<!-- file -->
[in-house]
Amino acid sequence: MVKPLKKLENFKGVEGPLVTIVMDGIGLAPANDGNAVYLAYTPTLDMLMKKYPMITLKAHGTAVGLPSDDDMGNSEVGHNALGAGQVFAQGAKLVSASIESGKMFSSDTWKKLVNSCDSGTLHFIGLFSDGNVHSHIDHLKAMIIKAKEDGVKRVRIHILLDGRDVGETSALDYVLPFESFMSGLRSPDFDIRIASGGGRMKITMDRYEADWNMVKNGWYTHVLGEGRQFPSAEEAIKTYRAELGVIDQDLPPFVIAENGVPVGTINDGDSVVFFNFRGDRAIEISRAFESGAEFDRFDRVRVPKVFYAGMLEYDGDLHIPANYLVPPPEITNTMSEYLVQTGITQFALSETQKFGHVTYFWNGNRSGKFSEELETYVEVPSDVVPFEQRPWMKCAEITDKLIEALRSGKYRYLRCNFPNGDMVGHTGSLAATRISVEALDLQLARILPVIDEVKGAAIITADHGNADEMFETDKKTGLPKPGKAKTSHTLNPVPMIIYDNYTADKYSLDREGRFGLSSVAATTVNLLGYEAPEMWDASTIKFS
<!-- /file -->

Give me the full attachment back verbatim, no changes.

[in-house]
Amino acid sequence: MVKPLKKLENFKGVEGPLVTIVMDGIGLAPANDGNAVYLAYTPTLDMLMKKYPMITLKAHGTAVGLPSDDDMGNSEVGHNALGAGQVFAQGAKLVSASIESGKMFSSDTWKKLVNSCDSGTLHFIGLFSDGNVHSHIDHLKAMIIKAKEDGVKRVRIHILLDGRDVGETSALDYVLPFESFMSGLRSPDFDIRIASGGGRMKITMDRYEADWNMVKNGWYTHVLGEGRQFPSAEEAIKTYRAELGVIDQDLPPFVIAENGVPVGTINDGDSVVFFNFRGDRAIEISRAFESGAEFDRFDRVRVPKVFYAGMLEYDGDLHIPANYLVPPPEITNTMSEYLVQTGITQFALSETQKFGHVTYFWNGNRSGKFSEELETYVEVPSDVVPFEQRPWMKCAEITDKLIEALRSGKYRYLRCNFPNGDMVGHTGSLAATRISVEALDLQLARILPVIDEVKGAAIITADHGNADEMFETDKKTGLPKPGKAKTSHTLNPVPMIIYDNYTADKYSLDREGRFGLSSVAATTVNLLGYEAPEMWDASTIKFS